Confessions of a fifth-year teacher
by Molly Thacker
As I completed my fifth year of teaching, it occurred to me that I had survived the curse and beaten the statistic that half of all new teachers quit within their first five years.
Although I find it much more honorable to recognize teachers who have made education their life’s work, I breathed a sigh of relief at five years and reflected on what I have learned that will sustain me in the next 25.
Confession #1: I have sat at a blank computer screen after midnight searching for inspiration for lesson plans.
This is the kind of flashback from year one that turns my stomach. It is painful to recollect the anxiety and stress of that first year, but doing so also reminds me how far I’ve come.
I realize that I was creative and willing to take risks my first year, but I also had poor time management and basically worked around the clock. Quality lesson planning takes time, but it’s also a process that gets easier. Since that first year, I’ve learned the benefit of consulting other resources (primarily teachers with great ideas).
Confession #2: I have entered into power struggles with children – and lost.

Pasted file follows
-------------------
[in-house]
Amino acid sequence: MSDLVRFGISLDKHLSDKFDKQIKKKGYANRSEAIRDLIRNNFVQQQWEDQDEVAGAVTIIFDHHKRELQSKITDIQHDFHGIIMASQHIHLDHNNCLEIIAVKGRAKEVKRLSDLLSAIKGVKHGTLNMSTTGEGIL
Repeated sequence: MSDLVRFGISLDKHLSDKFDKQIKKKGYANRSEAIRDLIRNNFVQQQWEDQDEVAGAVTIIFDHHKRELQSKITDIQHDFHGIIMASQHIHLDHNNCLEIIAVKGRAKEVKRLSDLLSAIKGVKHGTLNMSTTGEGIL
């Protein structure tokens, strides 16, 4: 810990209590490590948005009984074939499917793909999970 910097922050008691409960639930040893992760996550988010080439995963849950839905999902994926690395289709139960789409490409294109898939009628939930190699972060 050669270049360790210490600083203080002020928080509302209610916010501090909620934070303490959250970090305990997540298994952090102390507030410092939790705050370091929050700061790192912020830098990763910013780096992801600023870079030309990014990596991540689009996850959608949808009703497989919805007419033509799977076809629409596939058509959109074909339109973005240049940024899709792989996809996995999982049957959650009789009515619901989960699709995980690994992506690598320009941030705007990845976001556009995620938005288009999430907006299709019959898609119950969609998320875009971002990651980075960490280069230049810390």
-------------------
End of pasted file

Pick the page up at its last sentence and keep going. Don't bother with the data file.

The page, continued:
Expect to be disappointed if you attempt to confront a student who is trying to save face, defend a friend, or exercise their right to be an angry teenager. The more I learn about the social, developmental, and emotional needs of adolescents, the less I find myself in absurd arguments over pencils.
Confession #3: I drive home most days feeling like a crappy teacher.
There is at least one thing each day that makes me think, “Well, I screwed that up big time” or “I could have handled that much better.” I say this because I believe it’s important to resist the teacher-hero archetype and realize that most good teachers fail.
The process of becoming a better teacher is sometimes painful. Still, it’s comforting to know that I don’t have all the answers yet, and there is time to become the teacher I want to be.
Confession #4: I have thought about quitting.
Teaching is an incredibly taxing job. Friends have taken higher-paying jobs with less stress and continued education required, and it can be discouraging. While others remind me of the perks of having summers off, there really has to be greater incentives.
For me, feeling like I am a part of something bigger than myself and knowing that I am using my talents to hopefully shape someone else keeps me coming back. Of everyone I know who has left teaching, not a single person attributes his decision to students. They miss their students terribly, but do not miss the lack of predictability or professional growth in their schools.
Confession #5: I worry about how I will sustain this career over a lifetime.
I entered teaching expecting to be here for the long haul, but most days I get home physically and emotionally exhausted. I marvel at how teachers with families manage both full-time jobs. I’m worried that at a certain point, the cons will outweigh the perks and I will take rank with the thousands of other ex-teachers who wistfully remember their time in the classroom, yet in the same breath recognize why they no longer are.